70 Works

Changes in tree community structures in defaunated forests are not driven only by dispersal limitation

Kirstie Hazelwood, C. E. Timothy Paine, Fernando H. Cornejo-Valverde, Elizabeth G. Pringle, Harald Beck & John Terborgh
1. Bushmeat hunting has reduced population sizes of large frugivorous vertebrates throughout the tropics, thereby reducing the dispersal of seeds. This is believed to affect tree population dynamics, and therefore community composition, because the seed dispersal of large-seeded trees depends upon large-bodied vertebrates. 2. We report on a long-running study of the effect of defaunation on a tropical tree community. In three censuses over 11 years, we compared sapling recruitment between a hunted and a...

Survey data of scientists on knowledge exchange in critical zone and geoscience

Y. Zheng, L.A Naylor, S. Waldron & D.M. Oliver
Survey data on knowledge exchange experience of both Chinese and British scientists working on critical zone and more broadly on geoscience. Data are drawn from questionnaire surveys to explore the knowledge management methods used in their environmental research. Data are anonymised social survey data from questionnaires. The data were generated during the NERC grant 'The transmissive critical zone: understanding the karst hydrology-biogeochemical interface for sustainable management' reference NE/N007425/1 undertaken as part of the NERC Using...

Literature review of knowledge management across the environment-policy interface in China

Y. Zheng, L.A Naylor, S. Waldron & D.M. Oliver
Data from literature search systematically conducted using two widely-used academic databases: Web of Science™ (WoS) and Scopus . Data include the annual amount of KM publication in China and across the world, in WoS, the total amount of knowledge management (KM) publication during the searched years for each country (top 20), in Scopus, the total amount of KM publication during the searched years for each country (top 20), information about the retained KM publication for...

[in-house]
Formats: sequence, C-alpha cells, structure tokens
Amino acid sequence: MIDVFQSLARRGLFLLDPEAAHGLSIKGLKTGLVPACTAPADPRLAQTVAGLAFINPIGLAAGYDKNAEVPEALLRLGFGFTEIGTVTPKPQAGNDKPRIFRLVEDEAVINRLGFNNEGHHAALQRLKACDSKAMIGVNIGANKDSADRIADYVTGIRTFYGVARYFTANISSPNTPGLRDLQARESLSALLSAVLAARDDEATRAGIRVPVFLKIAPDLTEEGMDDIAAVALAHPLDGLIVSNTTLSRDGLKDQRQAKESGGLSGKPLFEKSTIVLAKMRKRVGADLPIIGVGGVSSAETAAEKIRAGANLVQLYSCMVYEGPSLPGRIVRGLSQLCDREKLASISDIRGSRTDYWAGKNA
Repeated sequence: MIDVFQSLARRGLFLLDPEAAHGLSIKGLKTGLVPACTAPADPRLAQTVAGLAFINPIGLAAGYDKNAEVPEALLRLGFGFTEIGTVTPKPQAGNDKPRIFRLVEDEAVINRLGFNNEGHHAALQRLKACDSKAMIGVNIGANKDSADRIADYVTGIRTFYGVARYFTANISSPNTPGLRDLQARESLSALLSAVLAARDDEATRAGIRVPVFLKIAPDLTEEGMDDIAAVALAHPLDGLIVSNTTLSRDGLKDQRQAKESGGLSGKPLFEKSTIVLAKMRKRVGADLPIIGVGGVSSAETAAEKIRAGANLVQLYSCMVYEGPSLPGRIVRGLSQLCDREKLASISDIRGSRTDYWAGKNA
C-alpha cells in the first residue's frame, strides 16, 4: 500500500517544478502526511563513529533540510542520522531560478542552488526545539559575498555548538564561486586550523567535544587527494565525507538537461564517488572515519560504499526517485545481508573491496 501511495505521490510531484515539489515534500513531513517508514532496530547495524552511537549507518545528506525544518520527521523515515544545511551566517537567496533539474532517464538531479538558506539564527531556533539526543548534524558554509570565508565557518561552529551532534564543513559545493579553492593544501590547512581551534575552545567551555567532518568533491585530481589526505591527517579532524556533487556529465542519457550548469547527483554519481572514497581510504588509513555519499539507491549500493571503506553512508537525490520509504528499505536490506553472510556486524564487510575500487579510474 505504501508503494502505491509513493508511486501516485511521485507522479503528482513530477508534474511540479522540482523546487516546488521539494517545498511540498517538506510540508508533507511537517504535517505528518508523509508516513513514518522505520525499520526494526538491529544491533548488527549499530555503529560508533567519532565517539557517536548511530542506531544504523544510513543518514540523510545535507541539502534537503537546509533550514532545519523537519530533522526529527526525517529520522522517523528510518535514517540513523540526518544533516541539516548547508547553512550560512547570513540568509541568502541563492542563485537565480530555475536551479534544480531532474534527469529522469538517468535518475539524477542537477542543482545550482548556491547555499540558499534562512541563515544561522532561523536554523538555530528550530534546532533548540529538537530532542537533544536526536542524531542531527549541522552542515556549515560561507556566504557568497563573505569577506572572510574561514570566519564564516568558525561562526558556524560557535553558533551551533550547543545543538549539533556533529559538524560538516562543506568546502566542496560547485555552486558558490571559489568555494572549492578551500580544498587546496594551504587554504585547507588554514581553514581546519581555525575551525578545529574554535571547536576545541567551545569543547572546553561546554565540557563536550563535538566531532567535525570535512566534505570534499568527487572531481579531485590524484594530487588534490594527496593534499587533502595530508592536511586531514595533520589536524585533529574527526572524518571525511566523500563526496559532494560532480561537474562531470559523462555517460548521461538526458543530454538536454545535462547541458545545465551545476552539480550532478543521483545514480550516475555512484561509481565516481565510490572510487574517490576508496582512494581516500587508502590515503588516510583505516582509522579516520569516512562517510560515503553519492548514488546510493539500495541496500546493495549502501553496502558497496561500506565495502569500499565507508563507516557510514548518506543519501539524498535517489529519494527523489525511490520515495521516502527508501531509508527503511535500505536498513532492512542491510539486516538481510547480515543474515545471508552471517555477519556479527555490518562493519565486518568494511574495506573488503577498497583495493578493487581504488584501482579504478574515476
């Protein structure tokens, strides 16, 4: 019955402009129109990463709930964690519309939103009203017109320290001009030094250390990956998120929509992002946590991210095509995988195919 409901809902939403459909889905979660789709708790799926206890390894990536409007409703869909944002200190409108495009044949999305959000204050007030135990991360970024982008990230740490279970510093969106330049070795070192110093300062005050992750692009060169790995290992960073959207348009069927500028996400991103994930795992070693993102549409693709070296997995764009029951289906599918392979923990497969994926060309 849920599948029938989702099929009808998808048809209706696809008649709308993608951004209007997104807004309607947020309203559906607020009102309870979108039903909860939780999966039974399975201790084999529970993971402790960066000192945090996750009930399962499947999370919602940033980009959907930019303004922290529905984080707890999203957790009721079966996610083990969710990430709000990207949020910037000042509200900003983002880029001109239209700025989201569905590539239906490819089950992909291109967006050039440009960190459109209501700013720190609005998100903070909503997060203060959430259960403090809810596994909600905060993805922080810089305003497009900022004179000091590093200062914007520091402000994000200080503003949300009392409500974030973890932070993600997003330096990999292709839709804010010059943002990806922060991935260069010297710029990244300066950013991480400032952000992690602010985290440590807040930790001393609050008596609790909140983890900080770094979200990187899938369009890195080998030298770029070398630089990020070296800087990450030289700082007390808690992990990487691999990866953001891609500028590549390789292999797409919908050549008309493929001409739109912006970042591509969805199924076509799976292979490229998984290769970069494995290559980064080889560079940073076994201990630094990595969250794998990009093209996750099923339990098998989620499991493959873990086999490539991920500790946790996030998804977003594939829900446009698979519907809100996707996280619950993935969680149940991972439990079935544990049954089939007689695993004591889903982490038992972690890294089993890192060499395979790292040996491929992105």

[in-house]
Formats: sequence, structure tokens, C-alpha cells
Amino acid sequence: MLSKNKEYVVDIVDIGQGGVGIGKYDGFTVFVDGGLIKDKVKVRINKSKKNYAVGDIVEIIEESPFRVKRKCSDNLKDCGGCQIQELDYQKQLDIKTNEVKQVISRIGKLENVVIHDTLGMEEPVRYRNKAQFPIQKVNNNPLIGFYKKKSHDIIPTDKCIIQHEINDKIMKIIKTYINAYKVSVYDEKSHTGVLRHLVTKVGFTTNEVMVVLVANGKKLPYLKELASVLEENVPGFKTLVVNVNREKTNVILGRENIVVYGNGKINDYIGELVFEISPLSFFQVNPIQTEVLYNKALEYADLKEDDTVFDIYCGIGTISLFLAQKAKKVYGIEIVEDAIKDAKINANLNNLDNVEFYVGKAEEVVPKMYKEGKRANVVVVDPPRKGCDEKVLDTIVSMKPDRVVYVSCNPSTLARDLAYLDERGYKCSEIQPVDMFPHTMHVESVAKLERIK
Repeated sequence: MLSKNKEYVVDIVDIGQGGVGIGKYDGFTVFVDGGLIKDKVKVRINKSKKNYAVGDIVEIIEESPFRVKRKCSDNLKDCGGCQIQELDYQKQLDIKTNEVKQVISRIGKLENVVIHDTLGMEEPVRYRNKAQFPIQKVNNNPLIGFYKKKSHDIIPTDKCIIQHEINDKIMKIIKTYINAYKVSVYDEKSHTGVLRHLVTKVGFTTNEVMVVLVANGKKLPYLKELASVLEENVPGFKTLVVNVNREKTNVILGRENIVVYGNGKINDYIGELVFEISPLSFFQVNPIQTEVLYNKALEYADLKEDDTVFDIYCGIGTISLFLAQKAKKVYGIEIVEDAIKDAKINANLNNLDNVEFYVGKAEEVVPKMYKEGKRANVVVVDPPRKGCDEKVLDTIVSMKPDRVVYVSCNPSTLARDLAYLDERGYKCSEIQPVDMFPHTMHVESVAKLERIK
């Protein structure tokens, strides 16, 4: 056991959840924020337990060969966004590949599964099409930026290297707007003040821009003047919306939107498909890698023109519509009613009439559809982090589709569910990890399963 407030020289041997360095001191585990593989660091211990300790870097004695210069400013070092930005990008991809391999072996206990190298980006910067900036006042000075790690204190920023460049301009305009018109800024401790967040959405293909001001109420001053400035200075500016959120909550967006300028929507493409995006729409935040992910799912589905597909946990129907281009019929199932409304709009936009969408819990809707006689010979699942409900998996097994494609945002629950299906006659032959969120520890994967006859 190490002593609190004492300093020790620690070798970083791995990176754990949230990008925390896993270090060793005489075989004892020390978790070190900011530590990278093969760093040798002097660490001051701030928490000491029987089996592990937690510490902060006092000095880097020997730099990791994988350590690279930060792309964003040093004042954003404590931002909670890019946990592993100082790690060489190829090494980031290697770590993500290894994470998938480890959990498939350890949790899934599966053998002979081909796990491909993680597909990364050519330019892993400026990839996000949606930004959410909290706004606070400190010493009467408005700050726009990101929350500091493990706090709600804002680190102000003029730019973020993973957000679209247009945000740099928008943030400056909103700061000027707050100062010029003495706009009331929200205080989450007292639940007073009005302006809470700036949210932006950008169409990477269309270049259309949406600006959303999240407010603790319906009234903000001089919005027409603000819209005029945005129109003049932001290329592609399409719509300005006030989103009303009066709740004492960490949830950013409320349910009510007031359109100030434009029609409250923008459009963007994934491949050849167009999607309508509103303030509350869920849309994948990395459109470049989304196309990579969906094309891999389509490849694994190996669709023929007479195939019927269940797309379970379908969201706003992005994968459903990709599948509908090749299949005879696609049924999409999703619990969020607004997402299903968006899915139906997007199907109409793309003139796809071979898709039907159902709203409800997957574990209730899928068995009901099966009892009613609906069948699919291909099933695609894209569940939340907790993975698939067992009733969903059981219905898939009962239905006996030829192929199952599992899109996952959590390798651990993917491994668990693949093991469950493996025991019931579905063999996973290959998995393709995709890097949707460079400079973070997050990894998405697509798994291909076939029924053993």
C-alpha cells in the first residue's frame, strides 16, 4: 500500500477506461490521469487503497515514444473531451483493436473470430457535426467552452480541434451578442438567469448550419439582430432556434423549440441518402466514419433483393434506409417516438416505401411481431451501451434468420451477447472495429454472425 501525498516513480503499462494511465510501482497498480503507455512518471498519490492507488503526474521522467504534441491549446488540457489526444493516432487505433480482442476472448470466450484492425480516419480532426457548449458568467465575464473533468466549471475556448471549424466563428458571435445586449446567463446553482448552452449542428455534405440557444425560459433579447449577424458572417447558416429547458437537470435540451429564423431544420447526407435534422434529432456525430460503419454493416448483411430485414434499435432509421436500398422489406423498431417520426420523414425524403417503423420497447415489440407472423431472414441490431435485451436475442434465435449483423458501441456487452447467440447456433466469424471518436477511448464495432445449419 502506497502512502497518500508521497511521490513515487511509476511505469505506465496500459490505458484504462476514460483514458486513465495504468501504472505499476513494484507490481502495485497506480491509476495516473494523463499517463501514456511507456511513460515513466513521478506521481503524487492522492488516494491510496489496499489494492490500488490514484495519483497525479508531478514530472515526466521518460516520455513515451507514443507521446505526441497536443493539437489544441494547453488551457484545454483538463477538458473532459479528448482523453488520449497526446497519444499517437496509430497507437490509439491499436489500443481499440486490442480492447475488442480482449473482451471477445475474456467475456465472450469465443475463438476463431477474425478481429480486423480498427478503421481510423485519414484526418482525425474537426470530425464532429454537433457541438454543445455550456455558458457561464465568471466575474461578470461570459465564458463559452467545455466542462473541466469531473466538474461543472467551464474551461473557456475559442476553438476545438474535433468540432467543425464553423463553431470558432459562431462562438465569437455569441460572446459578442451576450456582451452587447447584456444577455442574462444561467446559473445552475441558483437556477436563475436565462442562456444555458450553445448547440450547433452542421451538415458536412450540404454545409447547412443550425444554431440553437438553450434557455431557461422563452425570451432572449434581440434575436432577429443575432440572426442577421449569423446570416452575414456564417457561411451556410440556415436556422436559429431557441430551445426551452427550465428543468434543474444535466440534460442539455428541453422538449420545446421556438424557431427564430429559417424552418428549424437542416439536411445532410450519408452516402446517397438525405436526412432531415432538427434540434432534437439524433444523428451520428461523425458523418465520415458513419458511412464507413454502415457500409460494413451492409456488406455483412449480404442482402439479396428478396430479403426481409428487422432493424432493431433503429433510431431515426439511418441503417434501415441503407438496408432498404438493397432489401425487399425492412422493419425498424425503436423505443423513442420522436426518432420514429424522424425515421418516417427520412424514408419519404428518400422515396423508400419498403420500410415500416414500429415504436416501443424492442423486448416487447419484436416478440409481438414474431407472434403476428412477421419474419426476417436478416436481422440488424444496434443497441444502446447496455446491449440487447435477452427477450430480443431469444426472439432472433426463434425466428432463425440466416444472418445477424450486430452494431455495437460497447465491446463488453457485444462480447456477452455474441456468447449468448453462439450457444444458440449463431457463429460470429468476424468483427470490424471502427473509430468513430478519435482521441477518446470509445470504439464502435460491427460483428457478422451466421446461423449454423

Stakeholder surveys to local farmers and officials in Chinese villages to understand knowledge management dynamics

Y. Zheng, L. Naylor, S. Waldron & D. Oliver
Data comprise results of social surveys carried out in China during 2016 – 2018 to the local stakeholders (farmers and village to county level officials) to understand their knowledge learning dynamics and preference. Surveys were conducted in the rural villages in Puding County, Guizhou Province and in Yujiang County, Jiangxi Province. The study was funded by the grant NE/N007425/1 which was awarded by the UK Natural Environment Research Council (NERC), and through cooperation with grant...

Element and radionuclide concentrations in representative species of the ICRP's Reference Animals and Plants and associated soils from a forest in north-west England

C.L. Barnett, N.A. Beresford, L.A. Walker, M. Baxter, C. Wells & D. Copplestone
This dataset presents the results of an initial sampling exercise conducted at a terrestrial site in northwest England in summer 2010. The following samples of terrestrial Reference Animals and Plants (RAPs) were obtained from an area of circa 0.4 km squared: Molinia caerulea (ICRP RAP Wild Grass defined as Poaceae); Picea sitchensis (ICRP RAP Pine Tree defined as Pinaceae); Apis spp., Bombus spp., Nomada spp. (ICRP RAP Bee defined as Apidea); Apodemus sylvaticus (ICRP RAP...

Soil profile descriptions, biomass data and vegetation species from a joint sampling event at Sourhope, Scotland, 2000 [NERC Soil Biodiversity Programme]

S. Buckland, C. Cornish, N. Ray, P. Bruneau, L. Dawson & J. Ross